It's been exactly a decade since Thibaut Pinot (Groupama-FDJ) tackled La Planche des Belles Filles for the first time in a Tour de France, but as the Frenchman reflected on Thursday morning's stage 6 start, the climb remains both "different and special", both to him and the race.
Born and raised locally in the Vosges mountains region and present for all five previous ascents of the ultra-steep wooded ascent on the Tour, Pinot's best result on the Planches came in 2014, when he took second behind Vincenzo Nibali.
However, the Frenchman also claimed a notable fifth place in 2019, when La Planche des Belles Filles became La Super Planche des Belles Filles, with an extra segment of off-road added to the top.
"It's different and special, partly because of its location and partly because it is so often the first big climb of the race," Pinot said, referring to the summit’s regular first week slot. La Planche has featured in the first week of all the previous Tours it has appeared in, barring the last, in 2020, when it played host to the decisive final uphill time trial.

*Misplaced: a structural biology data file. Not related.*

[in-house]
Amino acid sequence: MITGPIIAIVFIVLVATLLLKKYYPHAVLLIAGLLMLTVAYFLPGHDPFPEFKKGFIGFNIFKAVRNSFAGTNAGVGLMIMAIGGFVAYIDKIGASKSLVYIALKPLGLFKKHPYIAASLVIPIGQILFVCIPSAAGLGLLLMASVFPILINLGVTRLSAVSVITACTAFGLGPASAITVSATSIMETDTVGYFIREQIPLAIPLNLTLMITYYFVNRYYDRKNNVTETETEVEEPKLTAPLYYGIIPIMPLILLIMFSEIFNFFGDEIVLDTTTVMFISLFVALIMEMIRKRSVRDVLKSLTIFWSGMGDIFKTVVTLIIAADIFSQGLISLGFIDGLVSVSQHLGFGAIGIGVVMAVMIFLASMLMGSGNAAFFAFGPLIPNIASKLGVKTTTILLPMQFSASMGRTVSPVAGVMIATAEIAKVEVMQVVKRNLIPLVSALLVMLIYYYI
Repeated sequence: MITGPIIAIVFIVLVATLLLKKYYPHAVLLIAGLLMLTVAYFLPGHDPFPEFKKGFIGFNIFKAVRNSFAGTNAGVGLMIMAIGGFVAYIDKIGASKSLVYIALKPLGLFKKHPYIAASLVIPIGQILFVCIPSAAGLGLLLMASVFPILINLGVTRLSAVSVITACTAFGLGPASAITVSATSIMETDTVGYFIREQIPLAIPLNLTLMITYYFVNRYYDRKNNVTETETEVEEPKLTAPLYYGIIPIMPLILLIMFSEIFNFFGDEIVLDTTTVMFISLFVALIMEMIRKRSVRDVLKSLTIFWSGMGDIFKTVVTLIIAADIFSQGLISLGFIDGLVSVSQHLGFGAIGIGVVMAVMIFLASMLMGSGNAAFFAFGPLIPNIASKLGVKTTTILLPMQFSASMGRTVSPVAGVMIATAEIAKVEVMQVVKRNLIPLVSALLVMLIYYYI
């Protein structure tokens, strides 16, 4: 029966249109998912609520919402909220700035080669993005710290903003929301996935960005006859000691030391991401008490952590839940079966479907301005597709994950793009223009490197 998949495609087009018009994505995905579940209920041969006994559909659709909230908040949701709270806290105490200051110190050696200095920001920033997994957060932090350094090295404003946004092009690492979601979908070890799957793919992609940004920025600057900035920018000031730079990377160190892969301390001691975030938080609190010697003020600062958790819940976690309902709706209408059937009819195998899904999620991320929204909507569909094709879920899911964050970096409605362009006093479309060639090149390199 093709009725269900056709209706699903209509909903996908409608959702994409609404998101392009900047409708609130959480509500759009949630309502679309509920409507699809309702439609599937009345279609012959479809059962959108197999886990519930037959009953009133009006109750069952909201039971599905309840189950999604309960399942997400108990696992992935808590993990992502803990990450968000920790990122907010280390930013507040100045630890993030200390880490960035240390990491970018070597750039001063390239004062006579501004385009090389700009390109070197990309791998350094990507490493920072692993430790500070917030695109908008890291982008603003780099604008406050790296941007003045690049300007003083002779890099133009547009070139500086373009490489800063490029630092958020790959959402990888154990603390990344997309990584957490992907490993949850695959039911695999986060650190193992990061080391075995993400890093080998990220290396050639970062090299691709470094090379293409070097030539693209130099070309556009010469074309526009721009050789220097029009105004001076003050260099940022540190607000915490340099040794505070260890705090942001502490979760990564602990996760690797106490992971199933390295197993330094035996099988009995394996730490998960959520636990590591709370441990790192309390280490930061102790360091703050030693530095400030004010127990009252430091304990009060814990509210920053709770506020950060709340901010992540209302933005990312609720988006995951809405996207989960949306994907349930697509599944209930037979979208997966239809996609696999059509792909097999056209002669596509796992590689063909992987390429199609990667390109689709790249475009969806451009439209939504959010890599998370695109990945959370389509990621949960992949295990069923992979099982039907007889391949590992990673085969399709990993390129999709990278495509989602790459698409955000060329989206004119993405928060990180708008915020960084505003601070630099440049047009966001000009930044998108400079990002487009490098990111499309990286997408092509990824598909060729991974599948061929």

"So each time it's a very key part of the route, all the leaders have to be up there, they have to be well-positioned from when they get on the climb. It's the first major climbing rendezvous of the race."
Pinot said that taking such a prestigious win on home soil would be a major result, but perhaps because he has a team role to play supporting Groupama-FDJ leader David Gaudu, he said he was not too focused on a personal result. Rather, he said, a break could well be likely to make it to the finish, "but either way the leaders will have to be really careful." Pinot currently lies 40th overall, 5:11 behind Tadej Pogačar (UAE Team Emirates).
Regardless of the outcome, Pinot said that La Planche des Belles Filles had other important consequences for his region, bringing the southern part of the Vosges into focus for an international sports audience. On top of which the La Super Planche des Belles Filles will play host to the Tour de France Femmes final stage this July, Pinot pointed out, "so it's a key finish for both races."
"Though for me, in any case, it's also a massive bonus to be at home, in the mountains where I live."
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Alasdair Fotheringham has been reporting on cycling since 1991. He has covered every Tour de France since 1992 bar one, as well as numerous other bike races of all shapes and sizes, ranging from the Olympic Games in 2008 to the now sadly defunct Subida a Urkiola hill climb in Spain. As well as working for Cyclingnews, he has also written for The Independent,